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Cargill Inc. v. Jorgenson Farms

August 8, 2006

CARGILL INCORPORATED, APPELLANT,
v.
JORGENSON FARMS, RESPONDENT.



Cottonwood County District Court File No. CV-05-363.

SYLLABUS BY THE COURT

The district court is not required to make a finding of "bad faith" before imposing sanctions under Minn. Stat. § 549.211, subd. 2(1) (2004).

The opinion of the court was delivered by: Dietzen, Judge

Affirmed

Considered and decided by Stoneburner, Presiding Judge; Toussaint, Chief Judge; and Dietzen, Judge.

OPINION

Appellant Cargill Incorporated appeals from summary judgment dismissing its breach-of-contract claim against respondent Jorgenson Farms, arguing that it was denied the opportunity to conduct necessary discovery, that genuine issues of material fact regarding the formation of a contract between the parties preclude summary judgment, and that the district court erred by denying its motion to compel arbitration and by granting respondent's motion for attorney fees under Minn. Stat. § 549.211 (2004). We affirm.

FACTS

Appellant Cargill Incorporated is an international provider of food, agricultural products, and risk-management products and services. Respondent Jorgenson Farms is in the business of raising soybeans and corn for market.

Cargill commenced this action against Jorgenson Farms alleging, inter alia, that Jorgenson Farms breached its agreement to sell Cargill 80,000 bushels of corn for delivery in December 2003. Jorgenson Farms denied the existence of the contract and moved for summary judgment. Jorgenson Farms's summary-judgment motion was supported by the affidavits of Ben Presthus, a Cargill employee during the relevant period, and James Jorgenson, co-owner of Jorgenson Farms.

Presthus stated that he was the exclusive Cargill contact with Jorgenson Farms and had the authority to enter into contracts with it. His normal practice was to maintain a diary in which he kept notes of every contract entered into on Cargill's behalf and then to personally contact Cargill's accounting department for entry of those contracts into Cargill's client-records system. Thereafter, Cargill would send out written confirmation of the contract to the client for execution and return to Cargill. Presthus followed this procedure with Jorgenson Farms throughout the course of their dealings. Presthus confirmed that on July 17, 2003, he negotiated two contracts with Jorgenson Farms for 100,000 and 135,000 bushels of corn respectively, which Jorgenson Farms performed.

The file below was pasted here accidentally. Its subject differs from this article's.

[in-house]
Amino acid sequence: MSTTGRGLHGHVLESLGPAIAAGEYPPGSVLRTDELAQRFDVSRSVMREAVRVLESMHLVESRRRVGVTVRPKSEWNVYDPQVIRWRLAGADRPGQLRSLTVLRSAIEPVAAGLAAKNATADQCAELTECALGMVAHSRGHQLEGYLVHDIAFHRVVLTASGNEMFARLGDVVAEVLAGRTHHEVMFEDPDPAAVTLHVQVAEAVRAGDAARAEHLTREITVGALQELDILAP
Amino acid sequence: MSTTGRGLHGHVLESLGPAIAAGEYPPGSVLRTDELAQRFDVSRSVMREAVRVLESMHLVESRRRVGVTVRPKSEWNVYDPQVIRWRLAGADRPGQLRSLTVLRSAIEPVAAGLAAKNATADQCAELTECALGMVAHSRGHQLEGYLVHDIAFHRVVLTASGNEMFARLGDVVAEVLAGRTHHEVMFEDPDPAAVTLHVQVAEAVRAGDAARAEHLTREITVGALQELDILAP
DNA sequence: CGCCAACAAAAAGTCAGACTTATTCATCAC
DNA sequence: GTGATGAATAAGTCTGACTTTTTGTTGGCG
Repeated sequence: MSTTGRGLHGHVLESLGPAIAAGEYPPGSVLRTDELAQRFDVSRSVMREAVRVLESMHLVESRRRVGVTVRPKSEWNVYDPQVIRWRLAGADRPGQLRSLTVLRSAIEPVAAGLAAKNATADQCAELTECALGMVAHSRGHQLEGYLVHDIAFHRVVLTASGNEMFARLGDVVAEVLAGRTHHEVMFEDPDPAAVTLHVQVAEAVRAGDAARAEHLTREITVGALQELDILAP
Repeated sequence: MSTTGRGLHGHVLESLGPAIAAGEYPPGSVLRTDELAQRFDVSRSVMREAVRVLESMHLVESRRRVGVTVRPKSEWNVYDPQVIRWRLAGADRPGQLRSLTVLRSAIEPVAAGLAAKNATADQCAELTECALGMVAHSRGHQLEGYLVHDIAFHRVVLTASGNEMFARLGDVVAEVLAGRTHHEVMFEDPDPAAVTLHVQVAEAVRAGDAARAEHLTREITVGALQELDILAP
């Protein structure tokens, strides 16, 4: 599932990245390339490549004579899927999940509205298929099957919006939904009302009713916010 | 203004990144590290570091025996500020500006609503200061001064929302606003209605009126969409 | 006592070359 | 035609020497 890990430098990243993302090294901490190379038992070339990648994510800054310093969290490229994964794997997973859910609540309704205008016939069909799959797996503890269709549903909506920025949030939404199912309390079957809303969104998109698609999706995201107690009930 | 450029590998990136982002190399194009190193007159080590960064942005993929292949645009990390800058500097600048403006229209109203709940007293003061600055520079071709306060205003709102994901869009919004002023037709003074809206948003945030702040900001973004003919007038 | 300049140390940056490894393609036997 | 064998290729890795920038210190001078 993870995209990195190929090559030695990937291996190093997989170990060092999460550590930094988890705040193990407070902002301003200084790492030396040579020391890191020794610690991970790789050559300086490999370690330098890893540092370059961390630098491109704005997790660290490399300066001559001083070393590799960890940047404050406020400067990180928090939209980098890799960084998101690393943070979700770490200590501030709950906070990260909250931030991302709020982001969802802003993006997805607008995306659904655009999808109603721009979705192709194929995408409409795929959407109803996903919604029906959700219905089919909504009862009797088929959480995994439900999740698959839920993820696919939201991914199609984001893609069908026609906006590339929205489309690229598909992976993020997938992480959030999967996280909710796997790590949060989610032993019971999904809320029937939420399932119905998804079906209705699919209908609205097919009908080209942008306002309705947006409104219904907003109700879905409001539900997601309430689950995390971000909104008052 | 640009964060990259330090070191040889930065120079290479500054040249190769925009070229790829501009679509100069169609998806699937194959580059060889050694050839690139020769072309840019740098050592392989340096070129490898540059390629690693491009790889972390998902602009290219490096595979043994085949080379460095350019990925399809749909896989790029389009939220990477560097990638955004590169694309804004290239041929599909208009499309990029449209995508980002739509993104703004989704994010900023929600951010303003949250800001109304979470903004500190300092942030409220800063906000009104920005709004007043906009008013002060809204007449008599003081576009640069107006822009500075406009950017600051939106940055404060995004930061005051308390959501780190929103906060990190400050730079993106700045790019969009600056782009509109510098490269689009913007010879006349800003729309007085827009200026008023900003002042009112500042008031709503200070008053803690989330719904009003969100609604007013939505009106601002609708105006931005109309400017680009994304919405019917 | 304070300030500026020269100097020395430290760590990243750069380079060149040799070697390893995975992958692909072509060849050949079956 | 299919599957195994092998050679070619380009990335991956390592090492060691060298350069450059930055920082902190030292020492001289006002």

Presthus specifically denied that Jorgenson Farms entered into a contract with Cargill for the delivery of 80,000 bushels of corn. He stated:

At no time did Jorgenson Farms ever enter, or intend to enter, into contract MILO-AH 27985 in or about July of 2003, either verbally or in writing or otherwise. In fact, I specifically told my supervisor, Mr. Brad Morrison, that the purported contract never existed, and I have no entry in my daily journal that such contract was created. My daily records only show the 100,000 and 135,000 bushel contract that was performed by Jorgenson Farms.

Presthus concluded that the confirmation of a contract for 80,000 bushels of corn, Contract #27985, was a clerical error. Presthus stated that those present at a meeting he attended with Brad Morrison of Cargill and James Jorgenson of Jorgenson Farms to discuss the disputed contract agreed that Contract #27985 "was never entered into, and that Mr. Morrison would begin the process of deleting the contract from Cargill's accounting system." Presthus attended a second meeting in January 2004, at which he "reiterated to Mr. Morrison that Jorgenson Farms in no way, verbally or in writing or otherwise, approved the ostensible contract for 80,000 bushels of corn."

In his affidavit, James Jorgenson stated that he is a farmer and that he has entered into and performed numerous contracts for the sale of corn and soybeans to Cargill. He stated that he "did not enter into a contract for the sale of 80,000 bushels of corn to Cargill on or about July 17, 2003, either verbally, in writing or otherwise." He also stated that when he was notified of the existence of the contract, he "was partially stunned, because [he] did not enter into the contract." He acknowledged that he received a packet of information in October 2003, which included Contract #27985; but he noted that he did not notice the packet until sometime later because October is "harvest time for us and I was busy in the fields." In December 2003, he met with two Cargill employees, Presthus and Morrison, to discuss the "purported contract." He stated that everyone agreed that the contract never existed. He also stated that the "underlying contract was never delivered to [him] by Cargill." James Jorgenson also attended a January 2004 meeting with the same individuals, at which it was confirmed by all present that no agreement was made for the sale of 80,000 bushels of corn to Cargill, but that Morrison "informed me that his superiors at Cargill would not allow for the deletion of the invalid contract."

Cargill submitted the affidavits of Kurt Peterson and Brad Morrison in opposition to the motion for summary judgment. Peterson stated that he is the farm service group manager for Cargill and that he attended a meeting at Jorgenson Farms with Morrison in April 2004 to discuss the disputed 80,000-bushel corn contract. At the meeting, James Jorgenson admitted that he received an e-mail from Cargill in October 2003, notifying him of put options allowing the future sale of corn at a specific price, including the 80,000-bushel corn contract. James Jorgenson also admitted that Jorgenson Farms did not respond to the put options. Attached to his ...


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